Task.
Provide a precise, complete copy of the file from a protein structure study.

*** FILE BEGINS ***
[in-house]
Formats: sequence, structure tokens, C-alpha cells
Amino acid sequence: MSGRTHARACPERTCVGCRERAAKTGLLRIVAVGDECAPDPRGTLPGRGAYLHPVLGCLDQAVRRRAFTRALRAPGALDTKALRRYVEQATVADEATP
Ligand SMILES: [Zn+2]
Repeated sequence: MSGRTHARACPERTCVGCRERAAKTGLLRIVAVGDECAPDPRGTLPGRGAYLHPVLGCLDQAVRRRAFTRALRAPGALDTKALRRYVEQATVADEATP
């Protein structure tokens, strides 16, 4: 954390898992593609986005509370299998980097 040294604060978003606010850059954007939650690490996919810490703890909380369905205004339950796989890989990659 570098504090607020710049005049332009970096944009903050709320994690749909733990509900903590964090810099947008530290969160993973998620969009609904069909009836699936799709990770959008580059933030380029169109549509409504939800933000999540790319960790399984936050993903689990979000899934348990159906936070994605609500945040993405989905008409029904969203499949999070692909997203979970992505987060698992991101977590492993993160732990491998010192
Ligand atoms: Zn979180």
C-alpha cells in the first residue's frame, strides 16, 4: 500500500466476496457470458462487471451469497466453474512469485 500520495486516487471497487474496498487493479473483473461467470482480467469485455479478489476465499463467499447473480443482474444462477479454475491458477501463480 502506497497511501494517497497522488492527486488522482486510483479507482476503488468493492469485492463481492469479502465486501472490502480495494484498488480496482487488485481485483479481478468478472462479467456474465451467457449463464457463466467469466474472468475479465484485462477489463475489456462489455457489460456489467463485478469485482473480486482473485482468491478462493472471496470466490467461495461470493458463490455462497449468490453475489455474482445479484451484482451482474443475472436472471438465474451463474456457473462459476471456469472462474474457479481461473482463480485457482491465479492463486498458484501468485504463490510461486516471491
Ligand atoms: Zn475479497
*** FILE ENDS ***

[in-house]
Formats: sequence, structure tokens, C-alpha cells
Amino acid sequence: MSGRTHARACPERTCVGCRERAAKTGLLRIVAVGDECAPDPRGTLPGRGAYLHPVLGCLDQAVRRRAFTRALRAPGALDTKALRRYVEQATVADEATP
Ligand SMILES: [Zn+2]
Repeated sequence: MSGRTHARACPERTCVGCRERAAKTGLLRIVAVGDECAPDPRGTLPGRGAYLHPVLGCLDQAVRRRAFTRALRAPGALDTKALRRYVEQATVADEATP
């Protein structure tokens, strides 16, 4: 954390898992593609986005509370299998980097 040294604060978003606010850059954007939650690490996919810490703890909380369905205004339950796989890989990659 570098504090607020710049005049332009970096944009903050709320994690749909733990509900903590964090810099947008530290969160993973998620969009609904069909009836699936799709990770959008580059933030380029169109549509409504939800933000999540790319960790399984936050993903689990979000899934348990159906936070994605609500945040993405989905008409029904969203499949999070692909997203979970992505987060698992991101977590492993993160732990491998010192
Ligand atoms: Zn979180």
C-alpha cells in the first residue's frame, strides 16, 4: 500500500466476496457470458462487471451469497466453474512469485 500520495486516487471497487474496498487493479473483473461467470482480467469485455479478489476465499463467499447473480443482474444462477479454475491458477501463480 502506497497511501494517497497522488492527486488522482486510483479507482476503488468493492469485492463481492469479502465486501472490502480495494484498488480496482487488485481485483479481478468478472462479467456474465451467457449463464457463466467469466474472468475479465484485462477489463475489456462489455457489460456489467463485478469485482473480486482473485482468491478462493472471496470466490467461495461470493458463490455462497449468490453475489455474482445479484451484482451482474443475472436472471438465474451463474456457473462459476471456469472462474474457479481461473482463480485457482491465479492463486498458484501468485504463490510461486516471491
Ligand atoms: Zn475479497